In charge of feeding and protecting the most at-risk population to COVID-19, providers ask for emergency resources and guidance from the City
Today, Council Member Chin sent a letter to the Department for the Aging to elevate a number of requests and concerns from senior providers at the frontlines of the effort to combat the spread of COVID-19.
As New York City grapples with this global health crisis, senior service providers have been taking on a herculean challenge to deliver essential services while protecting the most vulnerable groups impacted by the virus: our City’s seniors, particularly those who are immuno-compromised or have underlying health conditions.
However, without clear guidance from the City, community groups have been forced to make tough calls on their own to shift their work plans to address evolving needs and meet unprecedentedly high demand.
In the face of much uncertainty, Council Member Chin is joining providers to urge for clear assurance from the City that providers will not be penalized if they are unable to meet contract deliverables, a plan to distribute additional resources such as face masks, and a commitment to reimburse providers, many of whom have been dipping into their already strapped budgets to pay for to-go boxes, gloves, hand sanitizers and thermometers.
In the letter, Council Member Chin said, “Our community based organizations have been stepping up in bold new ways to continue their services with the least disruption. They should be rewarded, but many are adjusting their staffing and protocols to meet unprecedented demands while existential fears about their organization’s survival loom over their heads. Our City should be doing all it can to lift the barriers hamstringing these organizations from doing the work being asked of them.”
While DFTA has announced a two-week delay of the Home-Delivered Meals RFP, Council Member Chin is asking for a full pause on the RFP and any other pending procurements.
Attached is Council Member Chin’s letter to the Department for the Aging.
Dear Commissioner Cortés-Vázquez:
As New York City grapples with the global health crisis before us, senior service providers have been rising to the occasion and exceeding expectations to deliver essential services while protecting the most vulnerable groups affected by COVID-19 – older New Yorkers, particularly those who are immuno-compromised or have existing health conditions – from infection. As Chair of the Committee on Aging, I am calling on the Department for the Aging to immediately administer additional funding and resources to the senior service
system, waive all penalties related to utilization rates and other contract deliverables, reimburse providers for emergency expenses, and delay the Home Delivered Meals RFP.
Our community-based organizations have been stepping up in bold new ways to continue their services with the least disruption. They should be rewarded, but many are adjusting their staffing and protocols to meet unprecedented demands while existential fears about their organization’s survival loom over their heads. Our City should be doing all it can to lift the barriers hamstringing these organizations from doing the work being asked of them. At minimum, providers need clear, written assurance that DFTA will not penalize them if they
are unable to meet contract deliverables, and these guidelines should continue through the end of this Fiscal Year on June 30, 2020, as well as assurance that they will continue to receive full reimbursements for existing contracts, even as the nature of these programs shift or come to a halt entirely. We must have their backs.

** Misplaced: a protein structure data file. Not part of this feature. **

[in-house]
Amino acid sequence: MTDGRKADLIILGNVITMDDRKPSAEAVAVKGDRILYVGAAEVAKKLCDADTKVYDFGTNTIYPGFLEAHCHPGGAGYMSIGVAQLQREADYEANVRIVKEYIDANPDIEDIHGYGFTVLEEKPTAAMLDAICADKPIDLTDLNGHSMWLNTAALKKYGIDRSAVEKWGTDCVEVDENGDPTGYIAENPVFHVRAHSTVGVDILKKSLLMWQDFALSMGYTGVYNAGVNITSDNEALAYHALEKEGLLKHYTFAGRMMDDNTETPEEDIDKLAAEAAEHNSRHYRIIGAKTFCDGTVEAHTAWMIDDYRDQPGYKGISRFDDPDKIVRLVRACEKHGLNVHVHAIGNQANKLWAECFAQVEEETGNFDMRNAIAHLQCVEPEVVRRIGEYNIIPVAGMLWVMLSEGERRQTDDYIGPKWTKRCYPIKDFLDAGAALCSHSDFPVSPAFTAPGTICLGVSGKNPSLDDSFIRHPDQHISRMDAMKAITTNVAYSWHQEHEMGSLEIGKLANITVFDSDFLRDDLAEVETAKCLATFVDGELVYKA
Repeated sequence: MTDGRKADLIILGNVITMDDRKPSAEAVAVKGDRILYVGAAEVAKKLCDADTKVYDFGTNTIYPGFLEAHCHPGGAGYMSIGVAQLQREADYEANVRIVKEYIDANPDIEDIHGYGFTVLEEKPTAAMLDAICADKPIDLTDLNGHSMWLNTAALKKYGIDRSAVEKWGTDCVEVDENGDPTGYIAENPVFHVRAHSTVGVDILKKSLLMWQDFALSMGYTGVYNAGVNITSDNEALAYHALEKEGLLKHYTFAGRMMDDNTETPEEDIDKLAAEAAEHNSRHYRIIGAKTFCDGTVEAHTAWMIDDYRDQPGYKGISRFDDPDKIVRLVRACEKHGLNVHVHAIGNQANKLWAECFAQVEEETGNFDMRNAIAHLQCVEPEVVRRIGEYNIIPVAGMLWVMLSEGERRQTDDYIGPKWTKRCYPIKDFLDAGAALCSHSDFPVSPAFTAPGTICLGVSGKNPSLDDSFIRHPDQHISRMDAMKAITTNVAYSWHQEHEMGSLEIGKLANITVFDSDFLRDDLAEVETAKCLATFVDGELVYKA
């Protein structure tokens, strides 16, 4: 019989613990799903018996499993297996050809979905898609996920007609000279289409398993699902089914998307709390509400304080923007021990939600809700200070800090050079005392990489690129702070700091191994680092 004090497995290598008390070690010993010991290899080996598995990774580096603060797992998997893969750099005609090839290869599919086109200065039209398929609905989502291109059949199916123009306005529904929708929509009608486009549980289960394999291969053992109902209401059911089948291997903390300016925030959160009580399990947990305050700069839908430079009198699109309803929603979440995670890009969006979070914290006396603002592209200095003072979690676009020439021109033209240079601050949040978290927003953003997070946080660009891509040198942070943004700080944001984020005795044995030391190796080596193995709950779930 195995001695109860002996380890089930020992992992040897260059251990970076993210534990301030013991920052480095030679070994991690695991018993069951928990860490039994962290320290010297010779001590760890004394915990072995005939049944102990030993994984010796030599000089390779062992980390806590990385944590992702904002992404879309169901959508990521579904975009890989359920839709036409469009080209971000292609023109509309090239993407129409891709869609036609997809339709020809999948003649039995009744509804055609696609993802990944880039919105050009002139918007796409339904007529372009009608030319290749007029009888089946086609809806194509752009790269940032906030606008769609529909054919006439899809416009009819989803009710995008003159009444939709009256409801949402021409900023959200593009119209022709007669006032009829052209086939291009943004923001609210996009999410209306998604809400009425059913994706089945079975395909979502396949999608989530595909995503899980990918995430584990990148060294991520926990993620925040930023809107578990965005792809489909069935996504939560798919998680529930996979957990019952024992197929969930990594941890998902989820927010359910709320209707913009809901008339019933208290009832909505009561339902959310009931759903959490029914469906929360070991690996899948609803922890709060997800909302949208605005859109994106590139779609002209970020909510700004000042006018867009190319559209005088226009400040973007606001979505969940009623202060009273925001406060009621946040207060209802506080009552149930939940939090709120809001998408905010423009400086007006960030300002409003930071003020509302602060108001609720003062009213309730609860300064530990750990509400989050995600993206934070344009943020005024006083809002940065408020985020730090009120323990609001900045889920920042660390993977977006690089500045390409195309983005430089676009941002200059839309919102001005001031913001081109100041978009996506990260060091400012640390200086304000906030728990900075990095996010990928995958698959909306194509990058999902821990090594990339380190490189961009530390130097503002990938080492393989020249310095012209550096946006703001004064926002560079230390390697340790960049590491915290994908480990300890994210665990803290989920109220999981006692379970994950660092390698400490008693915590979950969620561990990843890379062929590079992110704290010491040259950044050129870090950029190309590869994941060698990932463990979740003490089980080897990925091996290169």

A crisis of this magnitude allows zero room for ambiguity. Without clear guidance, providers are left to their own devices and forced to make tough calls overnight to adjust their work plans as needs evolve. A lack of clarity and support puts the safety of seniors, staff and volunteers at risk. There has been little guidance from the City on protocols such as wearing face masks, and how staffing will be made whole if staffers are sent home to
quarantine. Further, there has been limited direct guidance from DFTA, with the agency sharing procedures from the federal CDC and state health department though failing to provide additional instruction specific to the programs it knows best. And with many groups further dipping into their already strapped budgets to pay for to-
go boxes, gloves, hand sanitizers and thermometers, they need a commitment that they will be reimbursed for these expenses, and for DFTA to expeditiously share more of these resources directly with providers, especially to supportive senior housing.
Over the past week, providers have taken on a herculean amount of work, and time and time again, they have risen to the challenge. The crisis we are confronting has made the fight for adequate home delivered meals funding all the more salient. While I thank DFTA for moving the RFP, a two week delay is not enough. I am
asking for a pause on this and any other pending procurements. I also request that emergency funding be made available to ensure that providers are reimbursed the full cost of home-delivered meal services. At this state of emergency, we cannot continue to risk insolvency for the providers of this, or any, critical service.
101 LAFAYETTE ST., SUITE 903
NEW YORK, NY 10013
FAX: (212) 587-3158
CITY HALL OFFICE:
250 BROADWAY, SUITE 1762
NEW YORK, NY 10007
It is resoundingly clear that New York City’s seniors and senior service providers deserve the utmost attentionand support. Now more than ever, your partnership is critical to providing clarity and direction throughout this period of instability. If you have any questions or want to discuss further, please reach out to Marian Guerra, my
Deputy Chief of Staff, at email@example.com.
Margaret S. Chin
Council Member, District 1